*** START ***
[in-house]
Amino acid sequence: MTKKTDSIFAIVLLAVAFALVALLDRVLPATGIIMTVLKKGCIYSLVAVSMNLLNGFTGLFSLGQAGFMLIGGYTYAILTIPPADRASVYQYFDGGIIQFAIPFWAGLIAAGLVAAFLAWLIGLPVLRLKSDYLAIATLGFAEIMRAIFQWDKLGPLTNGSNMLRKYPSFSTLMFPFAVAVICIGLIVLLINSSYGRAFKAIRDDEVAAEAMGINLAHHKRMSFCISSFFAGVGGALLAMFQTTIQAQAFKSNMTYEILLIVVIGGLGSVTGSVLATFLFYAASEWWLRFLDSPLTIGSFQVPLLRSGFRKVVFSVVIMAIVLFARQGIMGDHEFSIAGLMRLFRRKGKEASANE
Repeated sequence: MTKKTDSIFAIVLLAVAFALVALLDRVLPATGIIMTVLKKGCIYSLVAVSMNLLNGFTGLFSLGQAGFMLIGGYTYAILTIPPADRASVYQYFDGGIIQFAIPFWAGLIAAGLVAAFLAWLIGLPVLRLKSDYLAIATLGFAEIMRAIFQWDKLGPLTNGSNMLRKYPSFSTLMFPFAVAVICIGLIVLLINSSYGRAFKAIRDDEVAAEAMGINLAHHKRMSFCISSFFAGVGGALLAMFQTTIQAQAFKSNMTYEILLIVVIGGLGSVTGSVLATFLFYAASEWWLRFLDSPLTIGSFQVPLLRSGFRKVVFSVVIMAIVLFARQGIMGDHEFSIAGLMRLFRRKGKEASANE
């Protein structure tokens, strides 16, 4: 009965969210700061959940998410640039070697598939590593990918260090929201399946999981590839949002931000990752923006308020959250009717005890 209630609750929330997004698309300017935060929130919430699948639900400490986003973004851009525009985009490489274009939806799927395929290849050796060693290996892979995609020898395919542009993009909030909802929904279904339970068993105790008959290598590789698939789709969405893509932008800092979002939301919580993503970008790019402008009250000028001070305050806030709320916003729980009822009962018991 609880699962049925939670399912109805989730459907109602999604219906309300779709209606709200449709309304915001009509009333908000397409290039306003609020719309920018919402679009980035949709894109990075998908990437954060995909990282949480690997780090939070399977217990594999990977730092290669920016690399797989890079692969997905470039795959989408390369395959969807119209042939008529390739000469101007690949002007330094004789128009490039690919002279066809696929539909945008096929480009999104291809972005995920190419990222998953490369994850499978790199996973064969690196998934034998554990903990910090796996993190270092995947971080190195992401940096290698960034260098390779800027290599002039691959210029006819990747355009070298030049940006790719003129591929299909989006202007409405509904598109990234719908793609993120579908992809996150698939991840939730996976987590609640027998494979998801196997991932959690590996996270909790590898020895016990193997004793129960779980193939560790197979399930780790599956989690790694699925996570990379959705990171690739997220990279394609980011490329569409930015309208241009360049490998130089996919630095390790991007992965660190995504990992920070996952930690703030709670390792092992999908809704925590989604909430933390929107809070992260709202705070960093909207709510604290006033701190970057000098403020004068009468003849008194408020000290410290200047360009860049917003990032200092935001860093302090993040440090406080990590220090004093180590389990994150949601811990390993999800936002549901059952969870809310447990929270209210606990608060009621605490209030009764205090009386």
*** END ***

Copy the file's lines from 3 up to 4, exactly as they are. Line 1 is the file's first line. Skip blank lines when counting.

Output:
Repeated sequence: MTKKTDSIFAIVLLAVAFALVALLDRVLPATGIIMTVLKKGCIYSLVAVSMNLLNGFTGLFSLGQAGFMLIGGYTYAILTIPPADRASVYQYFDGGIIQFAIPFWAGLIAAGLVAAFLAWLIGLPVLRLKSDYLAIATLGFAEIMRAIFQWDKLGPLTNGSNMLRKYPSFSTLMFPFAVAVICIGLIVLLINSSYGRAFKAIRDDEVAAEAMGINLAHHKRMSFCISSFFAGVGGALLAMFQTTIQAQAFKSNMTYEILLIVVIGGLGSVTGSVLATFLFYAASEWWLRFLDSPLTIGSFQVPLLRSGFRKVVFSVVIMAIVLFARQGIMGDHEFSIAGLMRLFRRKGKEASANE
């Protein structure tokens, strides 16, 4: 009965969210700061959940998410640039070697598939590593990918260090929201399946999981590839949002931000990752923006308020959250009717005890 209630609750929330997004698309300017935060929130919430699948639900400490986003973004851009525009985009490489274009939806799927395929290849050796060693290996892979995609020898395919542009993009909030909802929904279904339970068993105790008959290598590789698939789709969405893509932008800092979002939301919580993503970008790019402008009250000028001070305050806030709320916003729980009822009962018991 609880699962049925939670399912109805989730459907109602999604219906309300779709209606709200449709309304915001009509009333908000397409290039306003609020719309920018919402679009980035949709894109990075998908990437954060995909990282949480690997780090939070399977217990594999990977730092290669920016690399797989890079692969997905470039795959989408390369395959969807119209042939008529390739000469101007690949002007330094004789128009490039690919002279066809696929539909945008096929480009999104291809972005995920190419990222998953490369994850499978790199996973064969690196998934034998554990903990910090796996993190270092995947971080190195992401940096290698960034260098390779800027290599002039691959210029006819990747355009070298030049940006790719003129591929299909989006202007409405509904598109990234719908793609993120579908992809996150698939991840939730996976987590609640027998494979998801196997991932959690590996996270909790590898020895016990193997004793129960779980193939560790197979399930780790599956989690790694699925996570990379959705990171690739997220990279394609980011490329569409930015309208241009360049490998130089996919630095390790991007992965660190995504990992920070996952930690703030709670390792092992999908809704925590989604909430933390929107809070992260709202705070960093909207709510604290006033701190970057000098403020004068009468003849008194408020000290410290200047360009860049917003990032200092935001860093302090993040440090406080990590220090004093180590389990994150949601811990390993999800936002549901059952969870809310447990929270209210606990608060009621605490209030009764205090009386």